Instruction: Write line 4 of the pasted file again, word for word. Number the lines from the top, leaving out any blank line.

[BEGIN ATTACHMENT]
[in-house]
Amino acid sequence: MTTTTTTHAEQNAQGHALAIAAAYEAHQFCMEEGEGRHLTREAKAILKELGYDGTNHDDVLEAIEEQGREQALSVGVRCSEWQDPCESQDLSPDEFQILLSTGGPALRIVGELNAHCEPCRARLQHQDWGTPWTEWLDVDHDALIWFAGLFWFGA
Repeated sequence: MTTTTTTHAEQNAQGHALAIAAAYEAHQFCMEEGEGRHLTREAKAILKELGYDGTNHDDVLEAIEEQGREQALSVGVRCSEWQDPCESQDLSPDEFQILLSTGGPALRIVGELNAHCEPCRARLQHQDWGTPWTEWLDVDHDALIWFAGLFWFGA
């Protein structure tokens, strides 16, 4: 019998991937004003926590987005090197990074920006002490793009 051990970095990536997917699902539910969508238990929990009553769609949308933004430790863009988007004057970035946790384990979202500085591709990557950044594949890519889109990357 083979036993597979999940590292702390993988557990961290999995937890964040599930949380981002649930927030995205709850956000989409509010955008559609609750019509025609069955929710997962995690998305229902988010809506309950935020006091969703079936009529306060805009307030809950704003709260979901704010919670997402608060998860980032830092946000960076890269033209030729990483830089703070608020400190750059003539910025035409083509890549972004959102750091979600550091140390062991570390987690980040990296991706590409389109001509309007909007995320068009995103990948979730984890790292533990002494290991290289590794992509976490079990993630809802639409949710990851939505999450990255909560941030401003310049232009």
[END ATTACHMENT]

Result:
């Protein structure tokens, strides 16, 4: 019998991937004003926590987005090197990074920006002490793009 051990970095990536997917699902539910969508238990929990009553769609949308933004430790863009988007004057970035946790384990979202500085591709990557950044594949890519889109990357 083979036993597979999940590292702390993988557990961290999995937890964040599930949380981002649930927030995205709850956000989409509010955008559609609750019509025609069955929710997962995690998305229902988010809506309950935020006091969703079936009529306060805009307030809950704003709260979901704010919670997402608060998860980032830092946000960076890269033209030729990483830089703070608020400190750059003539910025035409083509890549972004959102750091979600550091140390062991570390987690980040990296991706590409389109001509309007909007995320068009995103990948979730984890790292533990002494290991290289590794992509976490079990993630809802639409949710990851939505999450990255909560941030401003310049232009």